Are users really in love with Windows 7? Or are they clinging to old habits as Windows 10 rolls out? Three popular data sources offer very different answers. Regardless of which one you choose, take that data with a heaping helping of salt.
Long-term shifts in the installed base for Windows PCs are nothing new. For decades, businesses have been dealing with the logistics and the costs of migrating from one Windows version to another.
As my colleague Steve Ranger noted earlier this week
, the shift to Windows 10 is following that familiar pattern, with the current corporate standard OS, Windows 7, hanging on tenaciously.
I've been following the same transition, and my view of how it's playing out differs a bit from Steve's. Part of the difference of opinion is just a matter of interpretation, of course, but a larger part comes from the data itself.
His analysis was based on numbers from Net Applications (aka NetMarketShare). I find that data source extremely problematic.
I first wrote about the problems with this data three years ago (see Net Market Share vs. StatCounter: Whose online measurements can you trust?
). A fresh look at current data reveals that those problems still exist.
For this post, I've assembled the latest usage figures from NetMarketShare and from two other highly regarded sources that release similar data. The first is StatCounter Global Stats. The second is the US government's Digital Analytics program, which I've written about previously (November 2015
, February 2016
, and June 2016
The following series of tables offer a summary of Windows usage worldwide over the second half of 2016. (Note that for the sake of apples-to-apples comparisons, I have normalized the StatCounter numbers so that they represent the same population of Windows PCs as the other two data sources.)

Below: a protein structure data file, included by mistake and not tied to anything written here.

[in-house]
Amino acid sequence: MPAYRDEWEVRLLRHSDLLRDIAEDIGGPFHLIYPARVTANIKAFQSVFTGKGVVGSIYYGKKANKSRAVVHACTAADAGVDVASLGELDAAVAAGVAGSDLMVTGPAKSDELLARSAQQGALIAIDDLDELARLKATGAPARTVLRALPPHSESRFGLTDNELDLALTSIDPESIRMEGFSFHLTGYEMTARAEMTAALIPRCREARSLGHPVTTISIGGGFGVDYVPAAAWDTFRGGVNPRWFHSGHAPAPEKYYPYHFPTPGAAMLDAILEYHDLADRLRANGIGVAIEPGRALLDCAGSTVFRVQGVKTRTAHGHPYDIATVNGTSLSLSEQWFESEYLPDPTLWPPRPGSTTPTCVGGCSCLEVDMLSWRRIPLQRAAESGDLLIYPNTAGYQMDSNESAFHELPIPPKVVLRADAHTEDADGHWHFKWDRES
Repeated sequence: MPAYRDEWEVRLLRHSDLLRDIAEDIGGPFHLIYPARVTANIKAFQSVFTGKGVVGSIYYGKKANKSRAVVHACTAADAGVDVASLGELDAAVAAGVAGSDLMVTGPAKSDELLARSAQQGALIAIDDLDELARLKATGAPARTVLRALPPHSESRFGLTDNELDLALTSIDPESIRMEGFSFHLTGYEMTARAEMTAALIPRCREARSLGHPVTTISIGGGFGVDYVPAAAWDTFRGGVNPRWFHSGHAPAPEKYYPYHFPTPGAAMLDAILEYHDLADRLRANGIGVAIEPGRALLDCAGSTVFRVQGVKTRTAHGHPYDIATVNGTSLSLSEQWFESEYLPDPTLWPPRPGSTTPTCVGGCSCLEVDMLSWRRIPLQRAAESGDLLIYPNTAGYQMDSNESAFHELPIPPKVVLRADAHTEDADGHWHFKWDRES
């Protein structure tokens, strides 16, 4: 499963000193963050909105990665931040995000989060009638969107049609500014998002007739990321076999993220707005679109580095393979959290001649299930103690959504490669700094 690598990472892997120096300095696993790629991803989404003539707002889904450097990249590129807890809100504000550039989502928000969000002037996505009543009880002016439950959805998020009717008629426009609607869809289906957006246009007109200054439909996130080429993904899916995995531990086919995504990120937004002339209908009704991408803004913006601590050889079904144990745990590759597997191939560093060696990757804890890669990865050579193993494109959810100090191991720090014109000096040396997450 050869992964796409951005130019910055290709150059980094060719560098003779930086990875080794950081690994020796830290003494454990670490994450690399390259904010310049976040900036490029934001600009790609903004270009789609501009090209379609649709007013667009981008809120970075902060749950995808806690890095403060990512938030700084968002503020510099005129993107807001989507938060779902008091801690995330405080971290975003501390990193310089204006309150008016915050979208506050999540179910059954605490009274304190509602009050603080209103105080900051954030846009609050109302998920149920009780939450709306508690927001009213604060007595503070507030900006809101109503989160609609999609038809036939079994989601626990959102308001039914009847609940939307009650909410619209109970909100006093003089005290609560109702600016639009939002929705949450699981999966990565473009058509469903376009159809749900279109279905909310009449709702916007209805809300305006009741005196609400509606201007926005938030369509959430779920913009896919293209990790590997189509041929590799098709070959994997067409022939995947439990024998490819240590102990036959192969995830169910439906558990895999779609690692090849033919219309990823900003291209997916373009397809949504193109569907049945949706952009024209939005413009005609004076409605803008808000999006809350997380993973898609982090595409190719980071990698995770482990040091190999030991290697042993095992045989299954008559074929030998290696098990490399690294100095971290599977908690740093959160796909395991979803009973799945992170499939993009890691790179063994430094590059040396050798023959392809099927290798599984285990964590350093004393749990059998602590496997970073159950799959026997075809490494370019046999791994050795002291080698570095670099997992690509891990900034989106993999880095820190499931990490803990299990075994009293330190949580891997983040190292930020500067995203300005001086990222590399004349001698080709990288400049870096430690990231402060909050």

Three data sources, three very different views of the Windows installed base.
A few obvious conclusions leap off the chart.
First, Windows 7 and Windows 10 completely dominate PC usage, accounting collectively for 72.7 percent to 88.9 percent of visits from the installed base. That's a pretty wide range, though, which I'll get into in a moment.
Second, about half of the installed base continues to use Windows 7, with all three data sources pegging the number within a couple points of 50 percent.
Windows 8.x usage is steadily shrinking, and all three sources agree that only the most determined of dead-enders (roughly 1 percent) still use Windows Vista, whose end-of-support date is less than 90 days away
Finally, Windows 10 usage has increased since the one-year free upgrade offer ended in July 2016. Converted to an annualized rate, Windows 10 usage grew by somewhere between 8 percent and 12.5 percent per year. Again, that's a pretty big spread.
Where the three sources diverge most dramatically is in their measurement of how many people are still using Windows XP, which has been unsupported for nearly three years. NetMarket Share says a staggering 9.1 percent of its visitors use XP, while DAP shows XP usage down near Vista levels, under 2 percent.
So, who do you believe? Start by looking carefully at where the data comes from...